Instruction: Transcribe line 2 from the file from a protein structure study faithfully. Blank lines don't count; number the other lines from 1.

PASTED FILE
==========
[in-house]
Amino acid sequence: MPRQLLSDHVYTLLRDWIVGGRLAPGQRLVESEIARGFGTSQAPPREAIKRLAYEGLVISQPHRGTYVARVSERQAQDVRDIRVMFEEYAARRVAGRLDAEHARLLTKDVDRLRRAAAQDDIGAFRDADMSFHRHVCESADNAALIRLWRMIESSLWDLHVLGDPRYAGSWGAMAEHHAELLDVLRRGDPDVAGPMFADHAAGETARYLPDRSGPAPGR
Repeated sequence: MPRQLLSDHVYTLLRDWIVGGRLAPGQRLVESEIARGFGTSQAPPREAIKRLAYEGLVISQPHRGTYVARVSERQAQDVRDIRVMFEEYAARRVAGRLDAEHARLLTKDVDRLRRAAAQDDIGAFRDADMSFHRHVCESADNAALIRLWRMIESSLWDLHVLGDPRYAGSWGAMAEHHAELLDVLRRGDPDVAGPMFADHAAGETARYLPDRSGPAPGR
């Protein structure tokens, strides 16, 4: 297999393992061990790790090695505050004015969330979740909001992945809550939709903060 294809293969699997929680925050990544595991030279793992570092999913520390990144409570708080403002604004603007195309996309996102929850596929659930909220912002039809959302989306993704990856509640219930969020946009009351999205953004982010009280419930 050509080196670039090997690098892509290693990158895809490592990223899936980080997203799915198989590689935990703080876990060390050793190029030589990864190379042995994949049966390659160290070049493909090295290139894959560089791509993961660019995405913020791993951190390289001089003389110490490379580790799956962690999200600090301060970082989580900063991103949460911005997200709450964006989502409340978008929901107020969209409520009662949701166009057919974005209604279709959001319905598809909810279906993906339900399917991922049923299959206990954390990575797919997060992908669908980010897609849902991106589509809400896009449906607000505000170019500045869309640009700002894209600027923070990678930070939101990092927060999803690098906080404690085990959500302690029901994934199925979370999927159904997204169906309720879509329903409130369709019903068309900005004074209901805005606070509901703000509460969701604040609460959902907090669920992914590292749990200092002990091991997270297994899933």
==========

Amino acid sequence: MPRQLLSDHVYTLLRDWIVGGRLAPGQRLVESEIARGFGTSQAPPREAIKRLAYEGLVISQPHRGTYVARVSERQAQDVRDIRVMFEEYAARRVAGRLDAEHARLLTKDVDRLRRAAAQDDIGAFRDADMSFHRHVCESADNAALIRLWRMIESSLWDLHVLGDPRYAGSWGAMAEHHAELLDVLRRGDPDVAGPMFADHAAGETARYLPDRSGPAPGR